Frugality is a lifestyle choice of cutting back on spending to save more and live on less but frugality isn’t for everyone. In a world obsessed with consumerism, and yes, we are obsessed, just check out the multiple shopping channels hawking everything from blenders to vacuum cleaners, gym equipment and much more. There’s a fast food chain on almost every corner of every suburb and advertisements showing us how easy it is to get a loan just by picking up the phone.
Being frugal means saying ‘no’ to the above and saying it proudly. It means not being persuaded or swayed towards opening up your wallet for non-essential purchases. And let’s face it, much of what people buy these days is non-essential. Do you really need a fourth pair of jeans when the other three pairs sitting in your wardrobe are perfectly fine? What about the ten pairs of heels that are crowding your entryway? Could you have made a cup of coffee at home instead of going to the drive thru for a double shot caramel soy latte?
Living frugally is being economical with your money, your food, and whatever else you might buy. It means finishing everything in the fridge and pantry before heading out to the grocery store. It might mean starting your own vegetable and herb garden. Or it might be cycling to work instead of driving. Frugality can effect one lifestyle variable or it can effect multiple variables. The choice is yours.
It definitely has its benefits but also its drawbacks. It’s easy to see the reasoning behind making frugal choices every day – making money last beyond your next pay packet, increasing the savings account and not being wasteful. Because let’s face it, the developed world is extremely wasteful.
What are the pros and cons of frugality?
Saving money is one of the biggest perks of being frugal. You spend less you save more. Your bank balance grows and you become financially free or independent or wealthy sooner rather than later, or at least you hope you would.
Frugality can also make you healthier. Since going out to dinner at a restaurant or stopping for fast food on your way home from the office is not an option it’s likely that you are cooking more nutritious meals at home and it’s so easy to make nutritious meals that don’t cost an arm and a leg.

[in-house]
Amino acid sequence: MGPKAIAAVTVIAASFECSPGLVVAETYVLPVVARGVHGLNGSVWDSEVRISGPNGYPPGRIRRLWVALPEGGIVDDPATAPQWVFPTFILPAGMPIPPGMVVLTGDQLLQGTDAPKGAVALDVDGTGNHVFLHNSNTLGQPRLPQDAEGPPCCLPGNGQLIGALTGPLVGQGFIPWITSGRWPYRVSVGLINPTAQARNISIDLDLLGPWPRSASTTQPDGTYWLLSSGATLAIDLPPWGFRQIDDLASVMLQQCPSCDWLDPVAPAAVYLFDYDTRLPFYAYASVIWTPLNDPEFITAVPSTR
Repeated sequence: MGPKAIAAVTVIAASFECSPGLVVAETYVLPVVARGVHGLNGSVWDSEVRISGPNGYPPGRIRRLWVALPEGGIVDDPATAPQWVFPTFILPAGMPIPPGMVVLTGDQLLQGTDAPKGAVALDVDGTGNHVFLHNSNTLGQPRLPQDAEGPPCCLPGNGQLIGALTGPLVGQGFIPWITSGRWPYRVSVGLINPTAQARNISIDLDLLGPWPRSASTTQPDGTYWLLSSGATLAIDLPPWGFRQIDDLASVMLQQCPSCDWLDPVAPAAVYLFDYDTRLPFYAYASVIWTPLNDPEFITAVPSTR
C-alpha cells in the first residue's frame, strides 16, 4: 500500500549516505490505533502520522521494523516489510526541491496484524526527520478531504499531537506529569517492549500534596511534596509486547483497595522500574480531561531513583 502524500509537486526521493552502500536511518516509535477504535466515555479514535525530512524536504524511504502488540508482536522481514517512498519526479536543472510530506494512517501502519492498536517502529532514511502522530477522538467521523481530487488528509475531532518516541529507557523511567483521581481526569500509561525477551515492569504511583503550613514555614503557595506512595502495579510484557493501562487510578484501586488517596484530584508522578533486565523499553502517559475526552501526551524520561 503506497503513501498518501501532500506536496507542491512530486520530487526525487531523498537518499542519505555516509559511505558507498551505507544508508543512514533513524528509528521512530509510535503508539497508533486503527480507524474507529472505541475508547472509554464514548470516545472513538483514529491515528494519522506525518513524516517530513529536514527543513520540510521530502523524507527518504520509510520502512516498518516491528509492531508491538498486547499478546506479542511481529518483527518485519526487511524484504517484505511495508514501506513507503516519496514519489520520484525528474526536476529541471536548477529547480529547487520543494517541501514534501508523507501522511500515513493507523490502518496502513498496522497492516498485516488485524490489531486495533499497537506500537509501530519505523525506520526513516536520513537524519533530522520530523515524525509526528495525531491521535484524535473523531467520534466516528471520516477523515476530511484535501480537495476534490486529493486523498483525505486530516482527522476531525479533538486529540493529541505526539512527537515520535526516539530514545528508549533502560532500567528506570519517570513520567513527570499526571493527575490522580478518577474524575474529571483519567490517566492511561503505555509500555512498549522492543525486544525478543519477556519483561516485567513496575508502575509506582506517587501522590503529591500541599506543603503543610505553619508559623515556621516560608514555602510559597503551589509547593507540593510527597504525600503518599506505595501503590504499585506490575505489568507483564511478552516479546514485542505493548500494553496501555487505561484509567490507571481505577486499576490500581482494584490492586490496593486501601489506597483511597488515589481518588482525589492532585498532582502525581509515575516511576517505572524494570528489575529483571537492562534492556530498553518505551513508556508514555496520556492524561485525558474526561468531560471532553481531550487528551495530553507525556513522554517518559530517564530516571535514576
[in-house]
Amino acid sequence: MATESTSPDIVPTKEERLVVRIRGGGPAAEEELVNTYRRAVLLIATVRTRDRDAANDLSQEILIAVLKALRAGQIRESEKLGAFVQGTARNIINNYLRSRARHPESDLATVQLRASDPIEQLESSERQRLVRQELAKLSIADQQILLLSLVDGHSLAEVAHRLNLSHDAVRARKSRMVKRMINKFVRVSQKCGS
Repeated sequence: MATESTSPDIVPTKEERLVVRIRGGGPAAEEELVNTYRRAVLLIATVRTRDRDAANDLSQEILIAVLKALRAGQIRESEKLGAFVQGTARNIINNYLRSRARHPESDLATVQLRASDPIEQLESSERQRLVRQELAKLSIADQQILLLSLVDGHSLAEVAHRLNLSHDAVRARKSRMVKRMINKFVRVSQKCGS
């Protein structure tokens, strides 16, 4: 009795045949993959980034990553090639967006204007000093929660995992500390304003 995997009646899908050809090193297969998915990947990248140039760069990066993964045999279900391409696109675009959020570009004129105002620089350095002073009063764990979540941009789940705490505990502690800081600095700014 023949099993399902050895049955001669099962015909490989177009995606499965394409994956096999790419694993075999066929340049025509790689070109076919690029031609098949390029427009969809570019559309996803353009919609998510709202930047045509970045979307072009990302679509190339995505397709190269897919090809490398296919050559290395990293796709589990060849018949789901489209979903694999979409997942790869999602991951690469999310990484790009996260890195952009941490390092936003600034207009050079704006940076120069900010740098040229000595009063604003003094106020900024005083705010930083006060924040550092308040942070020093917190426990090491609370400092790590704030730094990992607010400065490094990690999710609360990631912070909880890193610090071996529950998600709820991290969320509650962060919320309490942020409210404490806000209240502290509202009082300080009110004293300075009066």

Another benefit is the reduction of waste. Less plastic bags, less paper towels, more composting and recycling. We are a wasteful society and frugality often results in lowering our personal wastage. Can you relate to the cutting up the toothpaste tube to scrape out the last bits of toothpaste on the packaging for a few days?
But just like everything else, frugality does come with some disadvantages too.
Consumerism makes the economy go down. As soon as people stop spending the economy seems to dwindle and the media goes into a frenzy panicking about a recession and hinting of another great depression. Let’s face it, if we want to keep the economy turning and ensure unemployment levels stay manageable we need to spend.
Frugality can also have a negative impact on our level of happiness. Sure you’re saving on your grocery bill, your using solar to heat your house, you’ve started a vegetable patch and you’ve sold off your car. Your bank balance is growing but your life revolves around going to work, coming home, pottering around, ensuring you haven’t exceeded your daily quota of oats or water, going to bed, and then repeating the cycle. You’re saving and that’s great, but is it at the expense of living?
Can you be a personal finance blogger and not be frugal?
A while ago I wrote a list of things to do that are mostly free. They bring me great pleasure and satisfaction and don’t involve breaking the bank or even opening up my wallet. That doesn’t mean I’m frugal. I’m not, far from it. Just put me in a shopping centre and I’ll always find something I need and I will buy it. Going out for a coffee with friends or my other half a few times a week is a must, especially now that I’m on maternity leave and spend 100% of my time with an infant who is not yet the greatest of conversationalists, plus I need a reason to get out of my comfy pyjamas in the morning.